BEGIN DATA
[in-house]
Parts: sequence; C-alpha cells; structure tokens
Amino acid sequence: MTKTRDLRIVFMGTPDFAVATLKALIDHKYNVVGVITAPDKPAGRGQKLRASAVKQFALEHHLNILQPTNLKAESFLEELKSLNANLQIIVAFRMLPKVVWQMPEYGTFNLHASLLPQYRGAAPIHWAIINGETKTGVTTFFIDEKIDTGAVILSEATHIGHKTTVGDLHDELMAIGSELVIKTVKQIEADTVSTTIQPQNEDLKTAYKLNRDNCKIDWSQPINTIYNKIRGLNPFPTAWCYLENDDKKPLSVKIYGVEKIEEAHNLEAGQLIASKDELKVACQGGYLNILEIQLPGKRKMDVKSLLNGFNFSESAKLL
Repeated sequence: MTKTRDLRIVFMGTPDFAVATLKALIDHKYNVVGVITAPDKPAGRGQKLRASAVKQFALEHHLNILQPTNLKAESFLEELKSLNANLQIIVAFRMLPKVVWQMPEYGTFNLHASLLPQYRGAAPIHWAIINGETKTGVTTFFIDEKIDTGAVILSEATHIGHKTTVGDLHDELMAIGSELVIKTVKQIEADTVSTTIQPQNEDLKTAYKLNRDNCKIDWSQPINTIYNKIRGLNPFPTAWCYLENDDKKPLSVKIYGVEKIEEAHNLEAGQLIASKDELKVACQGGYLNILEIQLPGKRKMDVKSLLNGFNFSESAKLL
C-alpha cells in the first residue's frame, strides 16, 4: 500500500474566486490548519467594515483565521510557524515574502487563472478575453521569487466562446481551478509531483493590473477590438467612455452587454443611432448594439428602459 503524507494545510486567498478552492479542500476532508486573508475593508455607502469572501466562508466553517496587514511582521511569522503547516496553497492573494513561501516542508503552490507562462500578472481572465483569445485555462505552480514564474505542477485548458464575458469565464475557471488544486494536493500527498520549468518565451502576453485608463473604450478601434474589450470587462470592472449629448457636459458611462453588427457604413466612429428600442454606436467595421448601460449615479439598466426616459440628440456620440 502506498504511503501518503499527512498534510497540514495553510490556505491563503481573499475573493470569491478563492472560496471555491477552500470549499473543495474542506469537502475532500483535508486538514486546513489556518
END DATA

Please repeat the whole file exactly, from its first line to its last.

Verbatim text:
[in-house]
Parts: sequence; C-alpha cells; structure tokens
Amino acid sequence: MTKTRDLRIVFMGTPDFAVATLKALIDHKYNVVGVITAPDKPAGRGQKLRASAVKQFALEHHLNILQPTNLKAESFLEELKSLNANLQIIVAFRMLPKVVWQMPEYGTFNLHASLLPQYRGAAPIHWAIINGETKTGVTTFFIDEKIDTGAVILSEATHIGHKTTVGDLHDELMAIGSELVIKTVKQIEADTVSTTIQPQNEDLKTAYKLNRDNCKIDWSQPINTIYNKIRGLNPFPTAWCYLENDDKKPLSVKIYGVEKIEEAHNLEAGQLIASKDELKVACQGGYLNILEIQLPGKRKMDVKSLLNGFNFSESAKLL
Repeated sequence: MTKTRDLRIVFMGTPDFAVATLKALIDHKYNVVGVITAPDKPAGRGQKLRASAVKQFALEHHLNILQPTNLKAESFLEELKSLNANLQIIVAFRMLPKVVWQMPEYGTFNLHASLLPQYRGAAPIHWAIINGETKTGVTTFFIDEKIDTGAVILSEATHIGHKTTVGDLHDELMAIGSELVIKTVKQIEADTVSTTIQPQNEDLKTAYKLNRDNCKIDWSQPINTIYNKIRGLNPFPTAWCYLENDDKKPLSVKIYGVEKIEEAHNLEAGQLIASKDELKVACQGGYLNILEIQLPGKRKMDVKSLLNGFNFSESAKLL
C-alpha cells in the first residue's frame, strides 16, 4: 500500500474566486490548519467594515483565521510557524515574502487563472478575453521569487466562446481551478509531483493590473477590438467612455452587454443611432448594439428602459 503524507494545510486567498478552492479542500476532508486573508475593508455607502469572501466562508466553517496587514511582521511569522503547516496553497492573494513561501516542508503552490507562462500578472481572465483569445485555462505552480514564474505542477485548458464575458469565464475557471488544486494536493500527498520549468518565451502576453485608463473604450478601434474589450470587462470592472449629448457636459458611462453588427457604413466612429428600442454606436467595421448601460449615479439598466426616459440628440456620440 502506498504511503501518503499527512498534510497540514495553510490556505491563503481573499475573493470569491478563492472560496471555491477552500470549499473543495474542506469537502475532500483535508486538514486546513489556518